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The fifth and the sixt daye of December, in the sixt yeare of the reigne of our soueraigne lorde kyng Henry the eight. William Barnewell crowner of London, the daye and yeare aboue sayde, within the warde of Castelbaynerd of London assembled a quest, whose names afterwarde doo appeare, and hath sworne theim truly to enquire of the death of one Rychard Hun, whiche lately was founde dead in the Lollers tower within Paules churche of London, whereupon all we of the inquest together went vp into the sayd tower, where we founde the body of the sayde Hun, hangyng vpon a staple of iron in a gyrdell of sylke, with fayre countenaunce, his head fayre kemmed, & his bonet ryght sitting vpon his head, with his eyen and mouth fayre closed, without anystaryng, gaping, or frowning. Also without any dreueling or spurginge in any place of his body, whereupon by one assent all we agreed to take downe the body of the sayde Hun, and as sone as we begā to heue at the body it was loose, whereby by good aduisement we perceiued that the gyrdell had no knot aboue the staple, but it was double cast, and the linkes of an iron chayne whiche did hange on the same staple, were layde vpon the same gyrdle wherby he did hange: Also the knot of þe gyrdle that went about his necke stode vnder his left eare whiche caused his head to leane towarde his right shoulder. Notwithstanding there came out of þe nostrels two smale streames of bloud to the quantitie of foure drops, saue only these foure droppes of bloud, the face, lips, chinne, doublet, coler, and shyrt of the saide Hun, was cleane from any bloud. Also we fynde that the skyn both of his necke and throte beneath the gyrdell of sylke, was fret and fased away, with that thyng whiche the murtherers had brokē his necke withall. Also the handes of the sayde Hun were wrong in the wristes, wherby we perceiued that his handes had bene bounde.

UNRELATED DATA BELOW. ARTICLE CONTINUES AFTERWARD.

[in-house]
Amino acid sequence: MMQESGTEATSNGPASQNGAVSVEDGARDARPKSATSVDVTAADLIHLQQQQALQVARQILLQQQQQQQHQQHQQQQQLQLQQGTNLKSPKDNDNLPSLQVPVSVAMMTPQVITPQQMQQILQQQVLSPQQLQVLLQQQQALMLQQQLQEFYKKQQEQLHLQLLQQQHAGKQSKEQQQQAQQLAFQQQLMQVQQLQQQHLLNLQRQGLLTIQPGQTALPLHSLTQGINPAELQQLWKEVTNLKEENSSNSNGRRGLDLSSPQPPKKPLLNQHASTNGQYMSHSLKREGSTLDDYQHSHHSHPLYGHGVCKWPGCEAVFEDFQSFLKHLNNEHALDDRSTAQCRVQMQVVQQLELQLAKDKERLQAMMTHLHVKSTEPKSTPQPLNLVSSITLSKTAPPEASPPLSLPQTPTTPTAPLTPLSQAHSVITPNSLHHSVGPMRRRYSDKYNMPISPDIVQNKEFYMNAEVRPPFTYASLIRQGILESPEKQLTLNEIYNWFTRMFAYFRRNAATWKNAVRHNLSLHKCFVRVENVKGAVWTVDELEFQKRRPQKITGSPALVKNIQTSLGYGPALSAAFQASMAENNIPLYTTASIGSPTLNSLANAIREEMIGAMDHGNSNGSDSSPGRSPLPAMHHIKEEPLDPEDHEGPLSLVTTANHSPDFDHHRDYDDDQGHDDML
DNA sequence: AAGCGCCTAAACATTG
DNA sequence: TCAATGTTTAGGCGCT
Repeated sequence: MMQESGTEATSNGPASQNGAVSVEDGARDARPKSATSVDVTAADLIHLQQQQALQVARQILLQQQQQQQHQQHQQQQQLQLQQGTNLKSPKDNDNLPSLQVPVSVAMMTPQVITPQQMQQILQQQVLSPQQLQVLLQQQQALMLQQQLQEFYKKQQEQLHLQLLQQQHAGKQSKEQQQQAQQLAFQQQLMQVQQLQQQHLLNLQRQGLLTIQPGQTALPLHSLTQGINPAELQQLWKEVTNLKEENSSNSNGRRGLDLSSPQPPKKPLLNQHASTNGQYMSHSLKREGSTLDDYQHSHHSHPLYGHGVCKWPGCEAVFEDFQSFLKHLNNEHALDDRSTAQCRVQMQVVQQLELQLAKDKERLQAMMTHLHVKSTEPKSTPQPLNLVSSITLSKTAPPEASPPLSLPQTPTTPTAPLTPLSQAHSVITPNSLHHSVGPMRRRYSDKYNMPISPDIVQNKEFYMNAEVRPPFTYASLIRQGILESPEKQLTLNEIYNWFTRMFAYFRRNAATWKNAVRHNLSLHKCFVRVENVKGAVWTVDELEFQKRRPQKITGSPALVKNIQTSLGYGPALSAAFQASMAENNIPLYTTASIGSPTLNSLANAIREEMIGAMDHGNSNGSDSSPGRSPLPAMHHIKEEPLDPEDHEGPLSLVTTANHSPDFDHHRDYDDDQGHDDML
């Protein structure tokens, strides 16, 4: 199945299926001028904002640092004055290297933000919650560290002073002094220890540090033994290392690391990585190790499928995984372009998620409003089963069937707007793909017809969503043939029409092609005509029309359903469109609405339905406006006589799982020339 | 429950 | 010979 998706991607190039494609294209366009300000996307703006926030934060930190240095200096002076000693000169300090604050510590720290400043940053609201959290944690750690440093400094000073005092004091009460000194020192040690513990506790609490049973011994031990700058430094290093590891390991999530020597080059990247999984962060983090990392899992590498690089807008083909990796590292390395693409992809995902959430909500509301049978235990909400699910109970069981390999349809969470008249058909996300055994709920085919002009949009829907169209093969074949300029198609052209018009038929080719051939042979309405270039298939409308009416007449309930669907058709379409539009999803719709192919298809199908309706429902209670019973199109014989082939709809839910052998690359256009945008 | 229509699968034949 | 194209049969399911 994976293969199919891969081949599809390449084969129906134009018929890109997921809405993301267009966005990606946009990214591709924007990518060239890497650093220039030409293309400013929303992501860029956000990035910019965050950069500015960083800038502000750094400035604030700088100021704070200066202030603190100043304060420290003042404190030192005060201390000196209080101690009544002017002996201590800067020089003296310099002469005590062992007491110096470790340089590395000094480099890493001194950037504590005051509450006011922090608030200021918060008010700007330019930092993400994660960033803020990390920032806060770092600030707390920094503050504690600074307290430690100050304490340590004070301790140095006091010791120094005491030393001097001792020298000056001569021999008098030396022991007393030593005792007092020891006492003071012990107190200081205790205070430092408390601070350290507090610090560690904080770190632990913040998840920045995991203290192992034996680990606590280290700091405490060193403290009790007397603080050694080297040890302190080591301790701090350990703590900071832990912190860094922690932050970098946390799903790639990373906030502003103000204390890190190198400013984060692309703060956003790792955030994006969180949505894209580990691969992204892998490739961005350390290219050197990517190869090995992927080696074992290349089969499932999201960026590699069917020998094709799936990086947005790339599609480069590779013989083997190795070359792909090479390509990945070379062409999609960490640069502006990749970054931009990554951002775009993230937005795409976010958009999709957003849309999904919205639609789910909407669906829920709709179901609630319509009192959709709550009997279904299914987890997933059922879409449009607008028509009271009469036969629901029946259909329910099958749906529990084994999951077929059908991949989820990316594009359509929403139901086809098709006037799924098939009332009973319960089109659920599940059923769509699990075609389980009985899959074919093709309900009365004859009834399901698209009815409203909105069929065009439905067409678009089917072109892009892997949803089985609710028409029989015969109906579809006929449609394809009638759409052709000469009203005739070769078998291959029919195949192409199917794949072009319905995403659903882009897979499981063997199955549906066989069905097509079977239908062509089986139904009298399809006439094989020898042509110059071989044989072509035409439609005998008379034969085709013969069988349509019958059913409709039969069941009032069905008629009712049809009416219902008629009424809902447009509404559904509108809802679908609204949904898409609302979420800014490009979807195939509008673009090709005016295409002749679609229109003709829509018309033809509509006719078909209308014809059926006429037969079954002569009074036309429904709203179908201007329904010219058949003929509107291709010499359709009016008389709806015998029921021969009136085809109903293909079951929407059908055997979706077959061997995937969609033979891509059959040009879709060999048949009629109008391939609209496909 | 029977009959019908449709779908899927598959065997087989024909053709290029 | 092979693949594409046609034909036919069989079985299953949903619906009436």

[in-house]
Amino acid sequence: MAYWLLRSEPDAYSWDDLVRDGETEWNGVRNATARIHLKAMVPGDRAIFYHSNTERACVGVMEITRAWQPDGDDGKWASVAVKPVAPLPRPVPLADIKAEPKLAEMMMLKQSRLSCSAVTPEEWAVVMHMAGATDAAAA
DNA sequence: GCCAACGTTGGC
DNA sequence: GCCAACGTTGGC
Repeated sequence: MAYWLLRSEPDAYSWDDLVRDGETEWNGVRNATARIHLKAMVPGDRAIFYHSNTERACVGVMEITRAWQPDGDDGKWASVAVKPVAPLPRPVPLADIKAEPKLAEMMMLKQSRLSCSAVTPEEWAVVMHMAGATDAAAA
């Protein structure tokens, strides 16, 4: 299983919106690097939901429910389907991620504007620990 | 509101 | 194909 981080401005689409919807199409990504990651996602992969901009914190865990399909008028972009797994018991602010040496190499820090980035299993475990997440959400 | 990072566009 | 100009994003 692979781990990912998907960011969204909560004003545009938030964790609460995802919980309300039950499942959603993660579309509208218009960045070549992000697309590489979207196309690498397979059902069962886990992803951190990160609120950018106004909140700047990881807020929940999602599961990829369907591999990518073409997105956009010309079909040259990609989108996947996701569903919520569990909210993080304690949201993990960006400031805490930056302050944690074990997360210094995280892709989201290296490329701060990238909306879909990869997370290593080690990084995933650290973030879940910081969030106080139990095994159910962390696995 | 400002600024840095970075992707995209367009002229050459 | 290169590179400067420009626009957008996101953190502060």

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Moreouer we find that within the saide prysō was no meane wherby any mā might hang himselfe, but only a stole, which stole stode vpon a bolster of a bed, so tickle that any many or beast might not touch it so litle but it was redy to fal, wherby we perceued that it was not possible that Hun might hange him selfe the stole so standinge. Also all the girdell from the staple to his necke, as well as the part which went about his neck was to litle for his hed to come out therat. Also it was not possible that the soft silken girdell should breake his neck or skin beneth the girdel. Also we find in a corner somewhat beyonde the place wher he did hang, a great percel of bloud. Also we find that vpō the lift side of Huns Iacket from the brest downeward. ii. great streames of bloud. Also within the flappe of the left side of his Iacket, we find a great cluster of bloud and the Iacket folden done therupon, which thing the said Hun could neuer fold nor do after he was hanged. Wherby it appeareth plainly to vs all þt the neck of Hun was broken, and the great plenty of bloud was shed before he was hanged. Wherfore al we find by God and all our cōsciences that Richard Hun was murthered: also we acquite the saide Richard Hun of his one death.

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Also an ende of a wax candel which as Iohn Belringer saieth, he left in the prison burning with Hun that same Sonday at night that Hun was murthered, which wax candell we found sticking vpon the stockes fayre put out, about seuen or eight foote from the place wher Hun was hanged, which candle after our opinion was neuer put out by him, for many like